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Project Almanac

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Produced by Michael Bay, 'Project Almanac' is a lively teen-time travel thriller which presented a good variety of VFX work for the Method team. Whenever the subject matter involves time travel, it is likely to involve a time machine and include sequences where there are disorienting moments which defy nature. This movie has both of these scenarios and Method was the sole vendor creating them. 

A physical time machine was created for the numerous times on set that the cast interacted with it. The machine itself could fit in a backpack but the heart of the device was only the size of a small loaf of bread. When it was time to demonstrate what this machine could do in a close-up, the film cuts to the CG version of the machine created by Method.

During the movie, there are multiple attempts at making the time machine work and each attempt essentially teases the audience with what they will eventually see when it succeeds. The first fully successful jump has every type of effect Method did encapsulated into a single sequence. This shot was made up of a number of shorter length shots edited and woven together to give it the appearance of a single camera take. Creating this long and seamless sequence became the biggest logistical challenge in the film.

Another focus for the VFX team was the transition effects seen as the action travels from the current day to the past. The director wanted the transition to appear to be physically based but this was not entirely possible for the onset (practical) special effects crew. Method’s CG FX team handled all of the time travel related phenomena including floating objects, flickering lights, atmospheric phenomenon and the teleportation of items.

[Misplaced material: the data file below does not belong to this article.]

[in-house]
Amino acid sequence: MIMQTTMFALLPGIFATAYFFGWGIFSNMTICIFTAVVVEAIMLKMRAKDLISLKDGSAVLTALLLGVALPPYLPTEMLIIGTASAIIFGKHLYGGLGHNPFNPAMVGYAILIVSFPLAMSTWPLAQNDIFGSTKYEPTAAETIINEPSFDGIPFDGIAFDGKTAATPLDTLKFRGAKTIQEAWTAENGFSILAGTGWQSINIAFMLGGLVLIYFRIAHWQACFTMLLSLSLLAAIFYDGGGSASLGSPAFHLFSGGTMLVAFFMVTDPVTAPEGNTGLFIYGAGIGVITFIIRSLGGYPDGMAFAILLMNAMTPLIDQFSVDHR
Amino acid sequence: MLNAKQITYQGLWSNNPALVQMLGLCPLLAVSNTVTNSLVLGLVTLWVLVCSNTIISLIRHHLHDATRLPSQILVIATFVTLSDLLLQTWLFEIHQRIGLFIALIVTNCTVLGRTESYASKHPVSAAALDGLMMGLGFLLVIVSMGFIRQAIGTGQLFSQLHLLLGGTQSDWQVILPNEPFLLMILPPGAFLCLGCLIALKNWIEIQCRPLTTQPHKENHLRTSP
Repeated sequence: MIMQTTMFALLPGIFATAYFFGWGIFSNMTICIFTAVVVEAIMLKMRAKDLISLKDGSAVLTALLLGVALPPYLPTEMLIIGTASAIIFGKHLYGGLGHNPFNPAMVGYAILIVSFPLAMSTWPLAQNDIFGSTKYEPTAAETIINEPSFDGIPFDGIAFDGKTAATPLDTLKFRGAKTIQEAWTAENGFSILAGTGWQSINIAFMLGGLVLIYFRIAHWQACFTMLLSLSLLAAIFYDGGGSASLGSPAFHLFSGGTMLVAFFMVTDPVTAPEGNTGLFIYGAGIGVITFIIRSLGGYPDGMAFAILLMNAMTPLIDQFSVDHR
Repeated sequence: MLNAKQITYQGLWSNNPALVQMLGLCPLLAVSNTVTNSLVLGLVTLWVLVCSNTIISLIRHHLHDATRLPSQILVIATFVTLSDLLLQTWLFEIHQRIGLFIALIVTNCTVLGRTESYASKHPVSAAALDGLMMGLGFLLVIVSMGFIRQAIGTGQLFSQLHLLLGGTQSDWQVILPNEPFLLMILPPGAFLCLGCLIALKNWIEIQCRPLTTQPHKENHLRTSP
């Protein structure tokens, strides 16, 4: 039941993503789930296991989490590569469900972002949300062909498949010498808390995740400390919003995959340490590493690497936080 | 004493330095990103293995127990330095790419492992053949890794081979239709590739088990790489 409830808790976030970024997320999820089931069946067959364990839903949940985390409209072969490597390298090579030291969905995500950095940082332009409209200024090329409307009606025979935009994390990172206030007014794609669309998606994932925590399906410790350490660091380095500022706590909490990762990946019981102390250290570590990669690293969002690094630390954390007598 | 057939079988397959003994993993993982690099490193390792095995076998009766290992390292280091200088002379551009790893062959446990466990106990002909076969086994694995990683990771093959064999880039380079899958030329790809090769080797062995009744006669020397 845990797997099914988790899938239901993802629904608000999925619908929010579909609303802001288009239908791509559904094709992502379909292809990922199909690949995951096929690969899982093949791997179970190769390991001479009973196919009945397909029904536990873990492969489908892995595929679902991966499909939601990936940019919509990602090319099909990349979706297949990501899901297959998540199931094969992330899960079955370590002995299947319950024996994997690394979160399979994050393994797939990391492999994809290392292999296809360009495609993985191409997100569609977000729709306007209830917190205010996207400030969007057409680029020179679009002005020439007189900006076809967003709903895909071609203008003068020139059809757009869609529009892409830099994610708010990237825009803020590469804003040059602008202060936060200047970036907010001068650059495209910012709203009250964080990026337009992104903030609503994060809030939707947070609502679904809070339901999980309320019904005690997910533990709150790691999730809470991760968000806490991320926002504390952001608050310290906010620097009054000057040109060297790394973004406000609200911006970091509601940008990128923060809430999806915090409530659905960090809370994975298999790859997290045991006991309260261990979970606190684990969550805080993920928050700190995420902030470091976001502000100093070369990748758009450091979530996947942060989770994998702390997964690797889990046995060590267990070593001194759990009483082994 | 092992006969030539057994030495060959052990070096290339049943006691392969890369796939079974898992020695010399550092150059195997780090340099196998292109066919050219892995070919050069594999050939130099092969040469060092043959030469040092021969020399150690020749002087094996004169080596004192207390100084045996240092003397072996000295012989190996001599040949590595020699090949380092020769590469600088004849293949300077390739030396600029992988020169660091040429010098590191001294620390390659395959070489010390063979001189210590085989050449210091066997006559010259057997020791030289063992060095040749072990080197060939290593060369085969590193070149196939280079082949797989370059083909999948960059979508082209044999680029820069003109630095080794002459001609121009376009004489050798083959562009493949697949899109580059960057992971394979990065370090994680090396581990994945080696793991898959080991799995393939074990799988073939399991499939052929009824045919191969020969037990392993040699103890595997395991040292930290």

Method’s team was constantly challenged by the extreme nature of the hand held moving camera environments where there were already physical effects happening in frame. The film is seen in POV/found footage style so the camera was furiously moving and shaking all the time in 360 degree space in both very large areas as well as very small ones. Tracking, lighting and depth of field needed to be spot on and Method’s effects artists, animators and compositors were constantly adjusting to wildly varying interpretations of each type of effect and animation and well as its place in multiple environments.


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